Martha Lopez-Anderson made it her mission to keep other parents from experiencing what she went through.
“When these things happen it devastates a community. It devastates families,” she said.
Her 10-year-old son, Sean, died in 2004 while rollerblading. She said he suffered sudden cardiac arrest.
“I could just not understand how my seemingly health child could suddenly collapse and die,” she said.
It took about 10 minutes before an automated external defibrillator or AED got to Sean. But it was too late.
Now, Lopez-Anderson heads up Parent Heart Watch, a national organization focused on preventing sudden cardiac arrest.
She’s glad to see all Florida high schools are required to have AED’s.
At Land O’Lakes high, they have four spread throughout the school.
“It increases survival rate tremendously, having one of these even close,” said Matthew Wicks, Pasco School District Athletic Director.
Three years ago staff at Plant High school used an AED to save freshman Charlie Curtis after he collapsed on the track.
Experts said defibrillators double the chances of survival during sudden cardiac arrest.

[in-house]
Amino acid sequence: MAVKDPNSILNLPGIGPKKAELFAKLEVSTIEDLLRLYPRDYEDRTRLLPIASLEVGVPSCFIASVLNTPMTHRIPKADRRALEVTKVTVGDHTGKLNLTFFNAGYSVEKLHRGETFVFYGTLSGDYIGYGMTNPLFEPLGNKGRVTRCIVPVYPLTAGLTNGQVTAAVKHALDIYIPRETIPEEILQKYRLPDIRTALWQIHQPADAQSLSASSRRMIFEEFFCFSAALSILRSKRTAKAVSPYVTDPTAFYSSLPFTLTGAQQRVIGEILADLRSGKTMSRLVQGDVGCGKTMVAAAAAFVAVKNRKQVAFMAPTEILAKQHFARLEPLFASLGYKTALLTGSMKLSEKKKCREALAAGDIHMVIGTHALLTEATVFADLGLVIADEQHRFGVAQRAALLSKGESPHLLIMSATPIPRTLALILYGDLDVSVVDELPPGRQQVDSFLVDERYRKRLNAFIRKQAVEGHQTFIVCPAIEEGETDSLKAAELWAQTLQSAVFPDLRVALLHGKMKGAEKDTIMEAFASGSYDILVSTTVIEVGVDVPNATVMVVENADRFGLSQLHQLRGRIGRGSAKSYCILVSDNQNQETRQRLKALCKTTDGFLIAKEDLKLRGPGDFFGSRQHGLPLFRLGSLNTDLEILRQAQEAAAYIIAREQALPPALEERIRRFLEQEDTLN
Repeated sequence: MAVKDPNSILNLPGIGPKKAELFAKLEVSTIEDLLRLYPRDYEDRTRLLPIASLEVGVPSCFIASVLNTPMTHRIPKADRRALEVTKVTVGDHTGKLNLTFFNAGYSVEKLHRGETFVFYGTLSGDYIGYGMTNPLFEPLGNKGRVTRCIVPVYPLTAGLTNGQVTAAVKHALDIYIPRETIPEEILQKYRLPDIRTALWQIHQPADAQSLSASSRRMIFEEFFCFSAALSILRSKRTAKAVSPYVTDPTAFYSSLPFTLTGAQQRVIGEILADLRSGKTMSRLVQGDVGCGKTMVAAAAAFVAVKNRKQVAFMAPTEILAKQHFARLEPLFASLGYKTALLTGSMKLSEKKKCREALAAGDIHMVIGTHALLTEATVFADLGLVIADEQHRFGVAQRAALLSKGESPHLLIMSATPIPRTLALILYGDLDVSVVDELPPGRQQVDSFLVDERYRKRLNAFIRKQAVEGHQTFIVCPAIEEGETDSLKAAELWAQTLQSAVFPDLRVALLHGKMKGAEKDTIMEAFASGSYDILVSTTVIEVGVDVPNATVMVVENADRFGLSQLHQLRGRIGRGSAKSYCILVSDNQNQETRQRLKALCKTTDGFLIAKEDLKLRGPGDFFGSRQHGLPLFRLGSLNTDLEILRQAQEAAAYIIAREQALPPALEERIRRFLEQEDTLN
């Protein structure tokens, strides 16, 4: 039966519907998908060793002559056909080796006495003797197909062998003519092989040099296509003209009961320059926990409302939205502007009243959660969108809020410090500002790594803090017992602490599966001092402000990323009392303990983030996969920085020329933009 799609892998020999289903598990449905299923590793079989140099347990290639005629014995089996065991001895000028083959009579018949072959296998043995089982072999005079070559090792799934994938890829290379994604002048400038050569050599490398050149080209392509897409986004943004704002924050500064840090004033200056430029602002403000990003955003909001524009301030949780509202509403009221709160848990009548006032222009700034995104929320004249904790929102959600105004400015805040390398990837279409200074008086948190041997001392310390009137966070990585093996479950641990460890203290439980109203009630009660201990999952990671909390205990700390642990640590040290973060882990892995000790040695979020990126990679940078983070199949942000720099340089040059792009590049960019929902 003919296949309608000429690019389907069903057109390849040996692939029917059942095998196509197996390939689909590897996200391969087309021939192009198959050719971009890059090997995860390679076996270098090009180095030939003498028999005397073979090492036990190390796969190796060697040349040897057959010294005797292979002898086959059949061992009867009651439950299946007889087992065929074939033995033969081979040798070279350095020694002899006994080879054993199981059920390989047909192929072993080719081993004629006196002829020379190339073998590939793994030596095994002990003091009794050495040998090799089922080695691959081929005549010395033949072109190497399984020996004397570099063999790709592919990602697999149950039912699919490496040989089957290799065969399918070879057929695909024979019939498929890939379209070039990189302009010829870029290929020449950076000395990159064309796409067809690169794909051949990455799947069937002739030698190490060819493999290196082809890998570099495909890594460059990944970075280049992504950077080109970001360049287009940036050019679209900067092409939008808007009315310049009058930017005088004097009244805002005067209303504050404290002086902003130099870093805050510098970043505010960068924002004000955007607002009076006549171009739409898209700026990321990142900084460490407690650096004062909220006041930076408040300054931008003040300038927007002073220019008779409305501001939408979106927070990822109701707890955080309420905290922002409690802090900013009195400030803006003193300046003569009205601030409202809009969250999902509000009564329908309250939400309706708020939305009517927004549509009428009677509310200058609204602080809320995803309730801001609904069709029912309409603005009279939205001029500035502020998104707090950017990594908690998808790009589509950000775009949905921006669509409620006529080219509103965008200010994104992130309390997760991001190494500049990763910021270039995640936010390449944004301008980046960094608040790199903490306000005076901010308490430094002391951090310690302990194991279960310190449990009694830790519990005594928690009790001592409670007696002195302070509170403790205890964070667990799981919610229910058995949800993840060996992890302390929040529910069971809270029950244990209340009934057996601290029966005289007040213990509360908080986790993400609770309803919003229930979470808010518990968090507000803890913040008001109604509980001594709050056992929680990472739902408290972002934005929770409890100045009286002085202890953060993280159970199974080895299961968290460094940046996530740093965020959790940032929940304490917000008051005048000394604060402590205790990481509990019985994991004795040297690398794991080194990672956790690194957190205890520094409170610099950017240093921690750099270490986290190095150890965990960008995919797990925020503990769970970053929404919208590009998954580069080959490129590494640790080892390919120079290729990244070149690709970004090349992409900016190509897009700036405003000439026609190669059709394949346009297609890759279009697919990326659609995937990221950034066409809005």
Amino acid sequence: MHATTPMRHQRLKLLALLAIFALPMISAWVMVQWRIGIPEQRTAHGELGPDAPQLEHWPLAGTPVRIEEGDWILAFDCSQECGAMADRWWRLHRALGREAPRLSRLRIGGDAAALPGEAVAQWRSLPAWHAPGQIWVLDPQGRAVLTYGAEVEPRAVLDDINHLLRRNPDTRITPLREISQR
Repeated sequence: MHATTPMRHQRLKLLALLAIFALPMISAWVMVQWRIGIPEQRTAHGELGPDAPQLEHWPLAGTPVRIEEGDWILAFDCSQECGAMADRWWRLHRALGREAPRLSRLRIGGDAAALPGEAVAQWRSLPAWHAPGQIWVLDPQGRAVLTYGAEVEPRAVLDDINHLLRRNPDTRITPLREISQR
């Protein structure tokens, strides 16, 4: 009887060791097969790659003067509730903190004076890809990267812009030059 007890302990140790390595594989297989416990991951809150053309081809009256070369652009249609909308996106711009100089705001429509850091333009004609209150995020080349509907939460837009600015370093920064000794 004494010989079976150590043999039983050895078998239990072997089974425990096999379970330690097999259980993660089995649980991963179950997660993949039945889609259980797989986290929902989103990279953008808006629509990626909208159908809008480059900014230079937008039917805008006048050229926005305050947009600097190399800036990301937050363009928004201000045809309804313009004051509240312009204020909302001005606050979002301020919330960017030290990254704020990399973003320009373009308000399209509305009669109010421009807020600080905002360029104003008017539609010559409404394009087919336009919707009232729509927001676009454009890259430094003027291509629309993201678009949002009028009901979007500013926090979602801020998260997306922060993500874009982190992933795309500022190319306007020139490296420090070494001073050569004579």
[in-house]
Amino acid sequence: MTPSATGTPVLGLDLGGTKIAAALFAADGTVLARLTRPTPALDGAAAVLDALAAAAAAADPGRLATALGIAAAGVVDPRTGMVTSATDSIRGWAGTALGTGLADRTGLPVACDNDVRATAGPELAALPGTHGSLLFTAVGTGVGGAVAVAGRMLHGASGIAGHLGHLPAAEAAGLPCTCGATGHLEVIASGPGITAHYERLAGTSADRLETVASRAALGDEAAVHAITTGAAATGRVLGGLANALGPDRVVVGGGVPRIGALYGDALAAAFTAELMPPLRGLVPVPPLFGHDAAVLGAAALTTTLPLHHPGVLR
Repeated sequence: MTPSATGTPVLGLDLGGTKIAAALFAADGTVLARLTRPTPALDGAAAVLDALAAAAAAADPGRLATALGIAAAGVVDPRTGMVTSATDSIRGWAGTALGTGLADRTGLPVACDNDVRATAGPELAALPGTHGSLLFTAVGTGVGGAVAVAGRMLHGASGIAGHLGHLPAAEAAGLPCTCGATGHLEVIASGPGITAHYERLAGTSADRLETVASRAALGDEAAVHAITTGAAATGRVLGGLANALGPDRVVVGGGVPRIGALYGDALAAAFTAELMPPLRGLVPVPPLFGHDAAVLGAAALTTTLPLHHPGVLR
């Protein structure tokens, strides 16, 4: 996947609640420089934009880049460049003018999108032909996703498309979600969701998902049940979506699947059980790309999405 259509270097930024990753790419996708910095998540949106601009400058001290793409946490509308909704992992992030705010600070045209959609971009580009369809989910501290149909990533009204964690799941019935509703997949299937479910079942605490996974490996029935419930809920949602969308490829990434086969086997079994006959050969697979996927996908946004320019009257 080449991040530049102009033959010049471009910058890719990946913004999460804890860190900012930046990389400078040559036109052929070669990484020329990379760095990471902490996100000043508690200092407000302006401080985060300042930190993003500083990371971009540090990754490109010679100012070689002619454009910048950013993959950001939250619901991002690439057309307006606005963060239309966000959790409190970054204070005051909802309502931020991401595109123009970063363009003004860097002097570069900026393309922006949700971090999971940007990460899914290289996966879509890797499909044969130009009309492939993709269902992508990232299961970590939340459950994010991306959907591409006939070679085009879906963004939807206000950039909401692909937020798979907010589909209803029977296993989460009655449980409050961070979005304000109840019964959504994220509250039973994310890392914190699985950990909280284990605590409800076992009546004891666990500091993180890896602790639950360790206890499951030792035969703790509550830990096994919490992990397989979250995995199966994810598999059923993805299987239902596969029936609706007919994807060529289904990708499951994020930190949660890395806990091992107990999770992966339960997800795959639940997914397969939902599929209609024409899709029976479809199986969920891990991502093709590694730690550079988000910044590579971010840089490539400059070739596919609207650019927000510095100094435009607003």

But you won’t find them everywhere kids are active.
“Like when I go to my own kids soccer game, I’m at a park and I don’t see an AED around, so that’s one thing that always worries me, especially with club organizations or community parks,” said Wicks.
“These devices need to be in elementary and middle schools and anywhere youth congregates,” said Lopez-Anderson.
We are still waiting to hear back from Alvin Williams Junior’s AAU team to find out if they had access to a defibrillator. The 13-year-old from Tampa had just finished practice last week when he collapsed and died. His parents are now planning his funeral.
Experts said every three days another young athlete in the US dies from sudden cardiac arrest.